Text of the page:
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Perhaps the Utah Symphony should consider listing Conrad Tao on its roster. He has soloed with the orchestra each of the past four seasons and he's still just 19 years old.
The American pianist made his first visit to Abravanel Hall in 2010 (when, a seasoned pro at age 16, he pinch-hit for an ailing Horácio Gutiérrez), and it has been exciting to witness his growth as an artist. This weekend, he's playing Prokofiev's Piano Concerto No. 3, an ideal vehicle for his remarkable talents.
Tao's fluid, confident phrasing meshed with Utah Symphony music director Thierry Fischer's bracing tempos to exhilarating effect. Concerto performances sometimes take on the quality of chamber music, when the soloist seems to click with one particular section or player in the orchestra; on Friday night, it was principal percussionist Keith Carrick whose rapport with Tao riveted the listener's attention. A note to Saturday's audience: Don't be embarrassed if you can't resist applauding at the end of the concerto's first movement.
The personable Tao dazzled the crowd again with his encore, Rachmaninoff's Op. 23, No. 2 Prelude.
Fischer then led the orchestra in an energetic performance of Tchaikovsky's Symphony No. 4. This is one of those "go big or go home" pieces, but it still offers room for subtlety, and the Utah Symphony's woodwind principals flutist Mercedes Smith, oboist Robert Stephenson, clarinetist Tad Calcara and bassoonist Lori Wike, with an assist from Bruce Gifford on horn delivered. George Brown's sensitive timpani playing also impressed.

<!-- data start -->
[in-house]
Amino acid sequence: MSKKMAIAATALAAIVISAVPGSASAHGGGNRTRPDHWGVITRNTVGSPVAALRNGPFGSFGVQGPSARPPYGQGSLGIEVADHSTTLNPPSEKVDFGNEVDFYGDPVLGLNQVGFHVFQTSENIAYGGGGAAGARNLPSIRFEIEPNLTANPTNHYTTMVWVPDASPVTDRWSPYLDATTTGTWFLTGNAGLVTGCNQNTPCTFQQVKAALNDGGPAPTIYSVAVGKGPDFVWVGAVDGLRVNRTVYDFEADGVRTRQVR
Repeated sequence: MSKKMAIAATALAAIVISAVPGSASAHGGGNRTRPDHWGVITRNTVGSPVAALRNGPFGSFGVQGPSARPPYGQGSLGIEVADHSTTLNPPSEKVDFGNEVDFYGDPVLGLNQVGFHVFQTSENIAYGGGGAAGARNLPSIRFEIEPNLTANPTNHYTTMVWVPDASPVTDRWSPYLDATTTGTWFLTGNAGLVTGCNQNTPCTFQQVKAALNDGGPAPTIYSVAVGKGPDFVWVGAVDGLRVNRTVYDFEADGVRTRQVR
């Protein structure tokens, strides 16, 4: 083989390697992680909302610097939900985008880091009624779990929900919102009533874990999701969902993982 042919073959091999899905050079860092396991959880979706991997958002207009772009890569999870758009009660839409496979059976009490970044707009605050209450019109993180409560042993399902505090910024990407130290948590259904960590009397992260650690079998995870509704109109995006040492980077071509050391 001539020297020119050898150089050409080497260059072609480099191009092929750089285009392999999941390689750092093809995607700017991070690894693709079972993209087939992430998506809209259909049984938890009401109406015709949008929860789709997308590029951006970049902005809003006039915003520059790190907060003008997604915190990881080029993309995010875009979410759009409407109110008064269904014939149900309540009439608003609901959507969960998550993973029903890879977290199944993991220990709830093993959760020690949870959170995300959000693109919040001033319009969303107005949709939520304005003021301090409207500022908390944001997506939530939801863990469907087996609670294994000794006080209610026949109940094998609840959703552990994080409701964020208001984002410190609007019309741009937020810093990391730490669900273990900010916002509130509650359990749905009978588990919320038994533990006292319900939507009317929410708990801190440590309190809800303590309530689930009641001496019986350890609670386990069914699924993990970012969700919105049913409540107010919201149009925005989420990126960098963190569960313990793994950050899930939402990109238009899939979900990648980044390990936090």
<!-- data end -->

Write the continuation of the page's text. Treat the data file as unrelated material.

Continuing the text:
The concert opened with Chen Qigang's wonderfully picturesque "Wu Xing (The Five Elements)" in observance of the Chinese New Year. Fischer closed the night with the slow movement from Mendelssohn's "Italian" Symphony in a tribute to the late conductor Claudio Abbado, with whom he played for 11 years during his time as principal flutist in the Chamber Orchesta of Europe.
Music of Tchaikovsky, Prokofiev and Qigang Chen.
With • Conductor Thierry Fischer and pianist Conrad Tao.
When • Reviewed Friday, Jan. 31; repeats Saturday, Feb. 1, at 8 p.m.
Where • Abravanel Hall, 123 W. South Temple, Salt Lake City.
Running time • Two hours, including intermission.
Tickets • $23-$60 at http://www.utahsymphony.org.
Learn more • Fischer will chat about the music with Utah Symphony VP Toby Tolokan onstage at 7 p.m.